50. 50. Web Services <ul><li>Event - detect threats and opportunities and alert those who can act on the information </li></ul><ul><li>Service - more like software products than they are coding projects, and must appeal to a broad audience, and they need to be reusable if they are going to have an impact on productivity </li></ul>
    51. 51. Open Systems <ul><li>Open system - a broad, general term that describes nonproprietary IT hardware and software made available by the standards and procedures by which their products work, making it easier to integrate them </li></ul><ul><ul><li>Allow systems to seamlessly share information </li></ul></ul><ul><ul><li>Capitalize on enterprise architectures </li></ul></ul><ul><ul><li>Eliminate proprietary systems and promote competitive pricing </li></ul></ul>
    52. 52. OPENING CASE QUESTIONS Electronic Breaking Points <ul><li>How can an organization use an information architecture to protect its IT investment in electronic devices outlined in the case? </li></ul><ul><li>How can an organization use the devices mentioned in the case to protect information security? </li></ul><ul><li>Identify the five ilites and rank them in order of importance for a laptop (1 highest, 5 lowest) </li></ul><ul><li>Describe how a “Customer Phone Number” Web service could be used by one of the products outlined in the case </li></ul>
    53. 53. CLOSING CASE ONE Chicago Tribune <ul><li>Review the five characteristics of infrastructure architecture and rank them in order of their potential impact on the Tribune Co.’s business </li></ul><ul><li>What is the disaster recovery cost curve? Where should the Tribune Co. operate on the curve? </li></ul><ul><li>Define backups and recovery. What are the risks to the Tribune’s business if it fails to implement an adequate backup plan? </li></ul>
    54. 54. CLOSING CASE ONE Chicago Tribune <ul><li>Why is a scalable and highly available enterprise architecture critical to the Tribune Co.’s current operations and future growth? </li></ul><ul><li>Identify the need for information security at the Tribune Co. </li></ul><ul><li>How could the Tribune Co. use a classified ad Web service across its different businesses? </li></ul>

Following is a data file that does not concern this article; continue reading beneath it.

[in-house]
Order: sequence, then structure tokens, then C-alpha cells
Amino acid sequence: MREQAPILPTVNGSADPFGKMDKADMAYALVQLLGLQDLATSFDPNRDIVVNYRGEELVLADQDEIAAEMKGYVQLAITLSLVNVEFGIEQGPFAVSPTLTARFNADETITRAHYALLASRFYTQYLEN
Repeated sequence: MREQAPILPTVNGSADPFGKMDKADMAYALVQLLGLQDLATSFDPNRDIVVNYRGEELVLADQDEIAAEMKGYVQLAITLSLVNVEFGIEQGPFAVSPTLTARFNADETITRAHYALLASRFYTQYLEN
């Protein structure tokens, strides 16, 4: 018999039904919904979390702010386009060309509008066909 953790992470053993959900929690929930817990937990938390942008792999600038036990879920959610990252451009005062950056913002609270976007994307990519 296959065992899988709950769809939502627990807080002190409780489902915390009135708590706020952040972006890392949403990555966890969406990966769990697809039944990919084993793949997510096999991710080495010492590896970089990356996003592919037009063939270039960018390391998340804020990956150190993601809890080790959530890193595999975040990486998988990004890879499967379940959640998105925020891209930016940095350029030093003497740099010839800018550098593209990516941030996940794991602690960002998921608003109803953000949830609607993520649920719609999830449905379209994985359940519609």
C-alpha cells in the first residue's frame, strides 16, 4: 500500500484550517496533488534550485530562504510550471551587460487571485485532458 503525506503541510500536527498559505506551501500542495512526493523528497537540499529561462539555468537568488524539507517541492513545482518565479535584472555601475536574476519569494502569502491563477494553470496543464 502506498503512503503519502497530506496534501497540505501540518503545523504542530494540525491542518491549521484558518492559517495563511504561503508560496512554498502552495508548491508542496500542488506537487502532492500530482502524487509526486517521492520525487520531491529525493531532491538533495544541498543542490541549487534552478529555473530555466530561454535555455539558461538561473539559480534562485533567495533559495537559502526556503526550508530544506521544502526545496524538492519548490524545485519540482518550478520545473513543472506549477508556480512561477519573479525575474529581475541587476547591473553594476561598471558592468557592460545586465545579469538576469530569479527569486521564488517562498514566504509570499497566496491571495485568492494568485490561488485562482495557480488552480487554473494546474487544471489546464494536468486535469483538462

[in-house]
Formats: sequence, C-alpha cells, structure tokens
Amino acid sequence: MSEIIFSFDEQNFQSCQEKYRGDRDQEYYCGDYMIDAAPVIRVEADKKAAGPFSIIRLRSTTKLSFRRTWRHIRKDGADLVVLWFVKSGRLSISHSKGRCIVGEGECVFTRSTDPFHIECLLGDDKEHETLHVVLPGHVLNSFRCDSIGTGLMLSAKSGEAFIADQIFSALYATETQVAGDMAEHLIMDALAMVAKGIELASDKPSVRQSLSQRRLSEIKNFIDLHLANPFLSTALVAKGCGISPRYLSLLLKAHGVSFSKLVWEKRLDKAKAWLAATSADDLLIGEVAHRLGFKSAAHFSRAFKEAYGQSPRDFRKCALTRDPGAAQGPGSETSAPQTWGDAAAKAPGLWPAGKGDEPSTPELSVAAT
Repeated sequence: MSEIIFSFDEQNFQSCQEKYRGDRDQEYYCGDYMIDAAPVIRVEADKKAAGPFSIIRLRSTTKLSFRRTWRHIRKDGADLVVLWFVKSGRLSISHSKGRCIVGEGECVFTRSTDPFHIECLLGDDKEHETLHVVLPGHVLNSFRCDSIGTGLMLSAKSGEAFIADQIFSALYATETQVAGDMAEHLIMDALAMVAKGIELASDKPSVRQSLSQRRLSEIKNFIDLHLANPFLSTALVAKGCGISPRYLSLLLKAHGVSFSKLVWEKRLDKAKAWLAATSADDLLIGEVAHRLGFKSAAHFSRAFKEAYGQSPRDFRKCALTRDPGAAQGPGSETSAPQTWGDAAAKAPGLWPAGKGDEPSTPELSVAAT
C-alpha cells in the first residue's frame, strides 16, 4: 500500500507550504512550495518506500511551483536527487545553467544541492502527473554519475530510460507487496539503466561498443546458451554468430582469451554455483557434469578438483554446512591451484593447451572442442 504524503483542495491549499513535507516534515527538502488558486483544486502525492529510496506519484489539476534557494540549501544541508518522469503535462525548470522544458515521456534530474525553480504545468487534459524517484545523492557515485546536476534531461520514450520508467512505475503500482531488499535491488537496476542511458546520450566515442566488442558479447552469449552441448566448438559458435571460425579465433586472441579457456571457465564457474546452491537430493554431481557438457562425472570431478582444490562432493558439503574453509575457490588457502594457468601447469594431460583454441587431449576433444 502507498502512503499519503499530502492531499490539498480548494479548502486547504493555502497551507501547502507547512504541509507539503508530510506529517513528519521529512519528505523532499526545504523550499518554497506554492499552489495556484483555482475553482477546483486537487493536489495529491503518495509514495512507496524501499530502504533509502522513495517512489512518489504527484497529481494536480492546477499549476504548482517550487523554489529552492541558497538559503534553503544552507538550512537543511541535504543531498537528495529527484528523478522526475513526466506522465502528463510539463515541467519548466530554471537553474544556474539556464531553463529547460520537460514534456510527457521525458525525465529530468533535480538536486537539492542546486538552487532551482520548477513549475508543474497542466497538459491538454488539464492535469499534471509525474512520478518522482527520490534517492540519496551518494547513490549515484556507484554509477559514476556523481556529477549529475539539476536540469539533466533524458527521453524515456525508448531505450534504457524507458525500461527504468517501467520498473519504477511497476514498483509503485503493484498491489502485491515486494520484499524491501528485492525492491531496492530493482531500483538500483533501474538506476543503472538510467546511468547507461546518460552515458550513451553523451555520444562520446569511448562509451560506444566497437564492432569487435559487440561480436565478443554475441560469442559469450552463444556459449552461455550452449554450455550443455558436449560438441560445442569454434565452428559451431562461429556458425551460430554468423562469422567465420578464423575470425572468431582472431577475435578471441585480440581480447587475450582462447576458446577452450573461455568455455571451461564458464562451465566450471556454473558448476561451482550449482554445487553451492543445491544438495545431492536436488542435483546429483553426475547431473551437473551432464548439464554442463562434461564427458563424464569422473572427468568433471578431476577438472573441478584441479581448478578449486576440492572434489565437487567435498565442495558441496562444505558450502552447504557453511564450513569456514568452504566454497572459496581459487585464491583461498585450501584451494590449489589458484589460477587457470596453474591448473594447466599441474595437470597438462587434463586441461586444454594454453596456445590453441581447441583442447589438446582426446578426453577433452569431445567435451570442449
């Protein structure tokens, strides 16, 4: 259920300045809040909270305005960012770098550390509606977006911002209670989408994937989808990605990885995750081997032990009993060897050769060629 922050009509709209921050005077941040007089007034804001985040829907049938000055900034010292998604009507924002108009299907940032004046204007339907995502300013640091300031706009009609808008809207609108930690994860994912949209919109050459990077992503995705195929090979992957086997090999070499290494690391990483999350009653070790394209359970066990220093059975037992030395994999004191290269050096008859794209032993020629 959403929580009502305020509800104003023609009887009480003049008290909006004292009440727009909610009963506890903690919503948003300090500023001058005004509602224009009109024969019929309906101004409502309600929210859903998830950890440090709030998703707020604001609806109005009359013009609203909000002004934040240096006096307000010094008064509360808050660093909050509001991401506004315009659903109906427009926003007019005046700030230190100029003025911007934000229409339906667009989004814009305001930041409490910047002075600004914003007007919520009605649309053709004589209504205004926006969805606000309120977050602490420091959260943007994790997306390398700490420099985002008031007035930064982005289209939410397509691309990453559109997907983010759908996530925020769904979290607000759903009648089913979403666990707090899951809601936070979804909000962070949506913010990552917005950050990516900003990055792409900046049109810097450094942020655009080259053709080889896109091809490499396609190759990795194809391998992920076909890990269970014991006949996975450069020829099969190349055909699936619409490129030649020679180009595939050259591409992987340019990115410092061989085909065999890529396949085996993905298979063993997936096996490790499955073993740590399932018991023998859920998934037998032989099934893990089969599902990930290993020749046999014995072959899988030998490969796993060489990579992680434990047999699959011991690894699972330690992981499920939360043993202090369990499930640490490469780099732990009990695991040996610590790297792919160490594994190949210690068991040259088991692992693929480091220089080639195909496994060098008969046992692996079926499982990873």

55. 55. CLOSING CASE TWO UPS in the Computer Repair Business <ul><li>Do you think UPS’s entrance into the laptop repair business was a good business decision? Why or why not? </li></ul><ul><li>Identify the different types of hardware UPS technicians might be working on when fixing laptops </li></ul><ul><li>Assume you are a technician working at UPS. Explain to a customer the different types of memory and why only certain types of data are lost during a computer failure. Also identify a potential backup strategy you can suggest to the customer </li></ul><ul><li>Assume you are a technician working at UPS. Explain to a customer the different types of software found in a typical laptop </li></ul>
    56. 56. CLOSING CASE THREE Fear the Penguin <ul><li>How does Linux differ from traditional software? </li></ul><ul><li>Should Microsoft consider Linux a threat? Why or why not? </li></ul><ul><li>How is open source software a potential trend shaping organizations? </li></ul>
    57. 57. CLOSING CASE THREE Fear the Penguin <ul><li>How can you use Linux as an emerging technology to gain a competitive advantage? </li></ul><ul><li>Research the Internet and discover potential ways that Linux might revolutionize business in the future </li></ul>